CenturyLink shares plunged 10% Thursday morning after a quarterly earnings release showed that revenues declined year over year (y/y), despite the fact that the company hit its profit target. Shares fell $1.05 (-9.19%) to $10.38 in morning trading.
The company was also forced to take a $6 billion goodwill charge related to the decline of its equity due to its falling stock price, as shares have been punished by the trend of declining revenue, a dividend cut, and delayed regulatory filings which always worry investors. It's now clear from the share-price decline that the urgency for the company to pursue other avenues, such as asset sales, is increasing. CenturyLink executives announced that they have engaged with advisers on strategic alternatives of its consumer business, which it could sell.
CenturyLink shares have now fallen more than 30% this year, as the company battles a number of issues, including network transformation costs related to the cost of integrating its 2017 merger with network provider Level 3, and the continued unfavorable wireline business, which is losing out to competition in both the cable and mobile markets.
The company reported quarterly earnings of $0.34 per share, beating analyst consensus estimates of $0.27 per share. Quarterly revenue decreased by 5% y/y to $5.6 billion. The operating loss swelled to $5 billion due to special charges including the goodwill charge. On an operating basis, CenturyLink generated cash, though its free cash flow has declined significantly over the last year. Free cash flow (excluding cash integration and transformation costs) was $315 million compared with $941 million in the prior-year period.
The big problem for CenturyLink is that all of the trends it is battling are long-term industry trends. For past years, Wall Street analysts have been forced to revise the earnings outlook down due to declines in landlines and voice revenue. Revenue in all of the company's major business units are declining. For example, International has fallen from $935 million to $891 million y/y. The enterprise business unit fell from $1.54 billion to $1.52 billion; small and medium business declined from $784 million to $755 million; wholesale fell from $1.1 billion to $1.03 billion; and consumer fell from $1.57 billion to $1.44 billion.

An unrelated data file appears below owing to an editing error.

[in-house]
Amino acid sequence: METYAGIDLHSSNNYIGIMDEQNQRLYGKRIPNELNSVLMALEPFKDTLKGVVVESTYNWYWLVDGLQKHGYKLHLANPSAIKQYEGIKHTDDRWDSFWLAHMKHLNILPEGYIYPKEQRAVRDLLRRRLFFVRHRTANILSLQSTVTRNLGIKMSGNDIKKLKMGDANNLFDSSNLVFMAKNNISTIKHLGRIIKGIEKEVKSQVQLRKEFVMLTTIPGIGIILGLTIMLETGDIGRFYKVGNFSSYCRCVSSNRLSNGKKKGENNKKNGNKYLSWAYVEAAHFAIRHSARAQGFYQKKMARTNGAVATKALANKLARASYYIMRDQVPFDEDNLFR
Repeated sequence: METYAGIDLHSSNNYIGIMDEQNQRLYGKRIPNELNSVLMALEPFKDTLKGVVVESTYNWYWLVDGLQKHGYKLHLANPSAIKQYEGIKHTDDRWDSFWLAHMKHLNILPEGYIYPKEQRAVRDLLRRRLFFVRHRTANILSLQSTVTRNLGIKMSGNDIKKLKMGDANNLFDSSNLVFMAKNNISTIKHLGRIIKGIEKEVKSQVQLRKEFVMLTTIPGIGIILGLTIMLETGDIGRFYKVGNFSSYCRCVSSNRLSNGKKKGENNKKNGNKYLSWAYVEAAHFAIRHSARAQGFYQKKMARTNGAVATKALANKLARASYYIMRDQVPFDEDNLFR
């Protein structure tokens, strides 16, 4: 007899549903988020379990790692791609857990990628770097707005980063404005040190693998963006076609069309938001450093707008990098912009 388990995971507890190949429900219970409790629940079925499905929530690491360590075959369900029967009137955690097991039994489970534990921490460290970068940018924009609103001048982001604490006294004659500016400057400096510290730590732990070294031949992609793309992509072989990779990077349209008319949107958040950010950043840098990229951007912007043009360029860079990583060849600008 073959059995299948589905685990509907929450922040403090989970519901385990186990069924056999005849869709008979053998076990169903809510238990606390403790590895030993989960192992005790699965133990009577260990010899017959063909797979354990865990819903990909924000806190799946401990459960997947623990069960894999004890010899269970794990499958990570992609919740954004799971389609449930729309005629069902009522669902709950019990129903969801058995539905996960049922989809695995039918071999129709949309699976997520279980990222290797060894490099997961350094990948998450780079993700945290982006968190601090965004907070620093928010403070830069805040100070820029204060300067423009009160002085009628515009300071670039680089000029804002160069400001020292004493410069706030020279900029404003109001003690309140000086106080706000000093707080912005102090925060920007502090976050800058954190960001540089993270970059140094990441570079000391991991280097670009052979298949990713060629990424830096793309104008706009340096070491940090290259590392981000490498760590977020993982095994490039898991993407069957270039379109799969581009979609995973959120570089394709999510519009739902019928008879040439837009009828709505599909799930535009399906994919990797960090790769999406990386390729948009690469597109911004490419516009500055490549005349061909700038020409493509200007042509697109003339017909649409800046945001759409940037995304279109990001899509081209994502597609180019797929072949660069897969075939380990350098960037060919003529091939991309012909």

The company reiterated its full-year outlook of expected adjusted EBITDA of $9.0 billion to $9.2 billion and free cash flow of $3.1 billion to $3.4 billion, but the market does not appear to be buying it. Investors want to see CenturyLink stem the revenue losses and decrease costs faster—or possibly start off-selling assets.
The biggest fear is that as the share price grows and revenue shrinks, the leveraged company is losing a cushion in liquidity. The company reported $441 million of net cash on the balance sheet, down from $488 million as of the end of the fourth quarter of 2018. Its long-term debt stands at $34.8 billion, down slightly from $35.4 billion at the end of last December. Because it is generating net cash flow, the company is in no imminent liquidity crisis, but if financing costs increase, or revenues continue to decline it could easily find itself in a bigger crunch.
The company recently took steps to reduce its leverage, including cutting its dividend in half in February, which sent the share price tumbling, since a large portion of CenturyLink's investor base is there for the dividend.
The company has also been under assault by activist investors. Southeastern Asset Management, which holds 6.2% stake in CenturyLink, has reported in a U.S. Securities and Exchange Commission filing that it believes the company’s fiber assets are undervalued and that the company should sell assets.
Looking forward, it appears that a major restructuring is ahead for CenturyLink. If the share price drops below $10, there will be more urgency for the company to reorganize and sell assets.
R. Scott Raynovich is the founder and chief analyst of Futuriom. For two decades, he has been covering a wide range of technology as an editor, analyst, and publisher. Most recently, he was VP of research at SDxCentral.com, which acquired his previous technology website, Rayno Report, in 2015. Prior to that, he was the editor in chief of Light Reading, where he worked for nine years. Raynovich has also served as investment editor at Red Herring, where he started the New York bureau and helped build the original Redherring.com website. He has won several industry awards, including an Editor & Publisher award for Best Business Blog, and his analysis has been featured by prominent media outlets including NPR, CNBC, The Wall Street Journal, and the San Jose Mercury News. He can be reached at [email protected]; follow him @rayno.
Industry Voices are opinion columns written by outside contributors—often industry experts or analysts—who are invited to the conversation by FierceTelecom staff. They do not represent the opinions of FierceTelecom.